in EDSA, the crucial conflict was between cory and enrile.   they had the same objective, to oust marcos and take over, and neither had any intention of giving way to the other, much less of joining forces.

that fateful EDSA weekend derailed both cory and enrile from their separate paths.   the people, taking matters into their own hands and demonstrating their awesome power to render marcos powerless, gave cory and enrile no choice but to reconcile their differences and submit to the people’s will.

cory had no choice but to reconcile with the same military that had caused her and ninoy so much pain and suffering (enrile was ninoy’s jailer).   enrile had no choice but to submit to cory, a civilian housewife without experience in state and military affairs.   EDSA was just too dramatic and decisive to ignore.

when he crossed edsa, leaving his own turf for safer ground, it was like enrile was bowing to the will of the people and taking the first step towards reconciliation.

so it wasn’t just a salubong, which romantic notion depoliticizes, even trivializes, that high point of the revolution.   i wonder whose idea it was.  the edsa commission has been doing a reenactment year after year after year.   and year after year after year it is played up by a gullible, uncritical, and unwittingly complicit mainstream media.

why coryistas marched to EDSA in 1986

everytime february comes around i check out the first-person accounts, sifting for details that would further flesh out my chronology and / or that would either confirm or dispute my reading of the four-day event as essayed in Himagsikan.

this from rafael alunan III‘s feb 21 business world column is a great find:

In the afternoon of Feb. 22, 1986, Manindigan! held an emergency meeting in Benguet, at the corner of J. Vargas and ADB Ave., to assess its options, in case the Marcos regime cracked down on the pro-Aquino protest movement. Cory Aquino’s political rallies and ” miting de avance” that produced huge crowds before and after the snap elections had the Marcos regime worried. With allegations of election cheating that triggered a mass walkout of computerencoders, the air was rife with rumors about a possible military strike by reform-minded elements in the military.

Jimmy Ongpin, Benguet boss and M! chair, presided. Unknown to many members, he was also secretly linked to RAM — the Reform the Armed Forces Movement. Many members, through their own sources, had been receiving more or less the same subtle signals that something was afoot, and to be prepared for any exventuality at any time. A handful were aware that Jimmy’s brother, Bobby, Marcos’s business czar,was divested of his RAM-supplied bodyguards earlier that morning on orders of Gen. Fabian Ver.

So that meeting (it was Saturday) processed information, aligned thoughts, and explored survival options. It broke up amidst high anxiety at around 4:30. On my way home, while traveling down EDSA, I spotted a helicopter over Camp Aguinaldo on a steep dive, climb out of it and dive again. It was intriguing to say the least and I wondered if it was somehow related to what was discussed earlier.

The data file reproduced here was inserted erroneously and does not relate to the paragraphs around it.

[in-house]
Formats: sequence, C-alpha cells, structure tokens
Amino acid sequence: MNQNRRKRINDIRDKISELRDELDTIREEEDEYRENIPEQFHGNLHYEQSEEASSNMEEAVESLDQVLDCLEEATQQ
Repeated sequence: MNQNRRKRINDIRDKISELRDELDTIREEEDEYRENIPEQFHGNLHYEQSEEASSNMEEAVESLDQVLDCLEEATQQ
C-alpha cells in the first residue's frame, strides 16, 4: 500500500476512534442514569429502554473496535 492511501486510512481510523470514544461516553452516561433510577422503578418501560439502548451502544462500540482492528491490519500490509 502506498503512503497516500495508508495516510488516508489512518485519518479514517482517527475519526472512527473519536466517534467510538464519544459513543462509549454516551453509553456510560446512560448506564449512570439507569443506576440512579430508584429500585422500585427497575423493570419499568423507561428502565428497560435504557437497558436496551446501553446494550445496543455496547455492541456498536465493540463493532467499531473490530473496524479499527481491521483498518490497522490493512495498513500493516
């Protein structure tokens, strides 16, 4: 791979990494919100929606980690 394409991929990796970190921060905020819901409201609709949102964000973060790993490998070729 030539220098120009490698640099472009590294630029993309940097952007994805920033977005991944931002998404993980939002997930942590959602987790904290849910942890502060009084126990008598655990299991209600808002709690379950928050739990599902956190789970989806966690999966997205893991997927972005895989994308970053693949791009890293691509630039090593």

As I walked into my house, the phone rang. A cousin called to say, “We finally have an army, open your TV, quick!” The first image I saw was Defense Minister Johnny Ponce-Enrile, in a military jacket with an Uzi slung over his shoulder, declaring his breakaway from the Marcos regime. Beside him was Lt. Gen. Fidel V. Ramos, vice chief of staff of the AFP.

we finally have an army! exactly my thought that Saturday afternoon in 1986 when my father phoned to make sure i was listening to radio veritas, enrile and ramos were about to hold a presscon!   and when i heard them say they were resigning their posts, enrile admitting there was cheating in cagayan, ramos declaring that marcos was not the same president they had pledged to serve, my heart jumped in excitement and my first thoughts were of cory:  sinusuwerte talaga!   it was like a military force had landed on her lap!

remember, we were in the midst of a crony boycott and bank runs, and really feeling giddy and audacious and radical, convinced that the business community would have no choice but to compel marcos to step down before the economy collapsed.   a rebel military force was like a hulog ng langit, just what cory needed, panalo na!

but unlike alunan et al, ordinary coryistas had no idea what was going on behind the scenes.   they had no idea that the defection was plan b, following a foiled coup plot.   the thinking was simple: they must be supporting cory, or else why would enrile admit helping cheat in cagayan?   and so when they heard butz aquino and then cardinal sin calling on them to go to EDSA and shield the soldiers from marcos’s military to prevent bloodshed, it all sounded good.

however, it was a relatively small crowd that went to EDSA that night.   most people refused to be rushed, lalo na’t there was no word from cory.   they wanted to be sure they were doing the right thing.   and what convinced them later that long night was the marcos presscon on tv when the president accused the two of a coup aborted (the people laughed, he had lost all credibility) and enrile’s fearless reply via veritas: enough is enough, mr. president. your time is up.   that was it.   having no inkling that enrile had hopes of preempting cory, the people just assumed he was out there to support cory vs. marcos.   the next day they marched to EDSA.